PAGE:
Sunday, January 11, 2009

The ability of humans to inflict pain.

Last week's Law and Order broke my heart. I couldn't stop crying. I put it in my Twitter feed. It was about adoptees which is a hard place for me to begin with and then--I had heard of people adopting children to get servants, but the self congratulation of these "parents" as though they were doing a "good" thing and the place where it led took me apart. Ruth Rendell wrote a novel about the problem in Britain called Simisola and that one shook me too. Rather like the Elizabeth George novel "What Came Before He Shot Her." All we get is the result--child becomes murderer. Not the terrible whys that could take a sweet child there.


How is it that we are so ready to inflict pain both mental and physical on other humans? That we spend so much time and energy planning it--we as a race--through out recorded time. We caught a show the other night on torture devices of the middle ages--and I thought, as I've often thought, who thought of those devices. Who sat around with the limited knowledge of the human body of the time and thought of ways to inflict the most pain without actually killing. Who thought of waterboarding--that ancient and so simple torture (and it is torture). It is bad enough of course that film makers must think of imaginary ways to kill--that the ante is always upped to create something never seen, but of course, they need not consider that the people would probably die of shock and blood loss long before the final frame of Saw or any other of the new and bloodier horror films. The torturers wanted long and slow pain before death--to bring you close to death but not quite.


On New Year's Day one of my teeth started aching. At first it was intermittent but by the night it was continuous. I ate a tube of Orajel and nothing helped. The pain would start with a slow burning sensation along the gum (possibly from overuse of Orajel) and progress rapidly to the sensation that a large house nail was being driven into my jaw. Oddly the only thing that relieved it (and thank God there was some form of relief) was to drink cold water--it gave blessed relief for about 5 minutes and then it would begin again. I spent the entire night drinking water and dozing between. On the hour I would go to the bathroom and refill my glass. By morning I had drunk an entire gallon of water. By 7:30 I was looking for dentists, any dentist who were open on Jan. 2nd and could see me immediately.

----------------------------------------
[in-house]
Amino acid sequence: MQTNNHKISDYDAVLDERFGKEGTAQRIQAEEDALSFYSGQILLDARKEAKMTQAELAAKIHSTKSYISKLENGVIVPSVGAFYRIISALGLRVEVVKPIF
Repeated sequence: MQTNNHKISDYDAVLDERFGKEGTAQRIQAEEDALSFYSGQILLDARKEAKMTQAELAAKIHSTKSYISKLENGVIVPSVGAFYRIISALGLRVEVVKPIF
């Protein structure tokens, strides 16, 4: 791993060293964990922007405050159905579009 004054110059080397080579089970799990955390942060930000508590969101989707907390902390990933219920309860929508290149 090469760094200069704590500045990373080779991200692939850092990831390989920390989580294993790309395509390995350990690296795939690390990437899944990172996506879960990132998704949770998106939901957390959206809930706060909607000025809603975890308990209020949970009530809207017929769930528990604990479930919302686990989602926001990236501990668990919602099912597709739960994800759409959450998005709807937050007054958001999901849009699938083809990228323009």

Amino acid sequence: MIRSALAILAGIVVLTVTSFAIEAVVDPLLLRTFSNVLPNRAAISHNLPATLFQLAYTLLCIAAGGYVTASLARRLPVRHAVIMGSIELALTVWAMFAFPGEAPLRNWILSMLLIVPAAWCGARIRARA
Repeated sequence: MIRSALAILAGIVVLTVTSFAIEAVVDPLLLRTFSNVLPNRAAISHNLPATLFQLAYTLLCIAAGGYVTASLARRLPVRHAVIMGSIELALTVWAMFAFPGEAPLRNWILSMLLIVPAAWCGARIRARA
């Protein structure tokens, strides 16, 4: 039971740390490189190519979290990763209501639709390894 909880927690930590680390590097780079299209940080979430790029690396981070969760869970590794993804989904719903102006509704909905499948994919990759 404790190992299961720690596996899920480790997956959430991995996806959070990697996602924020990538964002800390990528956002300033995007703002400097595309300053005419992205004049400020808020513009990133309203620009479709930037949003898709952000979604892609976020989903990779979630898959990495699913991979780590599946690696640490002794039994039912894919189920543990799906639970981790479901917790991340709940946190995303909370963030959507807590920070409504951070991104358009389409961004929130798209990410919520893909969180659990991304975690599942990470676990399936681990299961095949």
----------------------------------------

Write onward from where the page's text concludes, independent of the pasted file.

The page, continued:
I remember thinking of those torture device--some of which were designed to drive the teeth together until the jaw was broken and I thought that if I was forced to endure that pain in all my teeth with no respite I would tell anything, sell anyone to make it stop.

2 comments:

musing said...

I do not understand, either. There's enough pain in the world without people creating more.

But, I imagine it has something to do with not empathizing with the "other." Objectifying human beings so they are treated with the same amount of compassion as one would a toaster.

Novel said...

Nick and I talk about that--that if you can reach a point where you no longer see them as human then you can do anything.

I don’t believe in what you believe
You skin is filthy
And your gods don’t look like god to me
--The Banality of Evil, David Sylvian (Nine Horses)